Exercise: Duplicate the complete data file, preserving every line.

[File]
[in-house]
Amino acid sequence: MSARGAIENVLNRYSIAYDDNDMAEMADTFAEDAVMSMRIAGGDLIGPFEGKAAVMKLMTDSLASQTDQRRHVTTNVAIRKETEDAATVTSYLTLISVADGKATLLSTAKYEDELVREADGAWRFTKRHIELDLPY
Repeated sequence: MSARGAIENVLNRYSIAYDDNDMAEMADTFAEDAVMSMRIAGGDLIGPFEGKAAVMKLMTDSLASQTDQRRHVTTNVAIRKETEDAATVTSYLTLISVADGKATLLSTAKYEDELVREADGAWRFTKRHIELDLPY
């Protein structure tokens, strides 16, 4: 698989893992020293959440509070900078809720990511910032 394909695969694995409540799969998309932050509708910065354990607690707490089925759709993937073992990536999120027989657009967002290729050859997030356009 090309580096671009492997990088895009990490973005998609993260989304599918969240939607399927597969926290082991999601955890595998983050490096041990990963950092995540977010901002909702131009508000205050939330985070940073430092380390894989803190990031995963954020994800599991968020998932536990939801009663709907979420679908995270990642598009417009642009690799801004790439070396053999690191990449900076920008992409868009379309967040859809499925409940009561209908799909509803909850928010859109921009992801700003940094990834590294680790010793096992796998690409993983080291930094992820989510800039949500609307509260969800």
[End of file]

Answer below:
[in-house]
Amino acid sequence: MSARGAIENVLNRYSIAYDDNDMAEMADTFAEDAVMSMRIAGGDLIGPFEGKAAVMKLMTDSLASQTDQRRHVTTNVAIRKETEDAATVTSYLTLISVADGKATLLSTAKYEDELVREADGAWRFTKRHIELDLPY
Repeated sequence: MSARGAIENVLNRYSIAYDDNDMAEMADTFAEDAVMSMRIAGGDLIGPFEGKAAVMKLMTDSLASQTDQRRHVTTNVAIRKETEDAATVTSYLTLISVADGKATLLSTAKYEDELVREADGAWRFTKRHIELDLPY
């Protein structure tokens, strides 16, 4: 698989893992020293959440509070900078809720990511910032 394909695969694995409540799969998309932050509708910065354990607690707490089925759709993937073992990536999120027989657009967002290729050859997030356009 090309580096671009492997990088895009990490973005998609993260989304599918969240939607399927597969926290082991999601955890595998983050490096041990990963950092995540977010901002909702131009508000205050939330985070940073430092380390894989803190990031995963954020994800599991968020998932536990939801009663709907979420679908995270990642598009417009642009690799801004790439070396053999690191990449900076920008992409868009379309967040859809499925409940009561209908799909509803909850928010859109921009992801700003940094990834590294680790010793096992796998690409993983080291930094992820989510800039949500609307509260969800």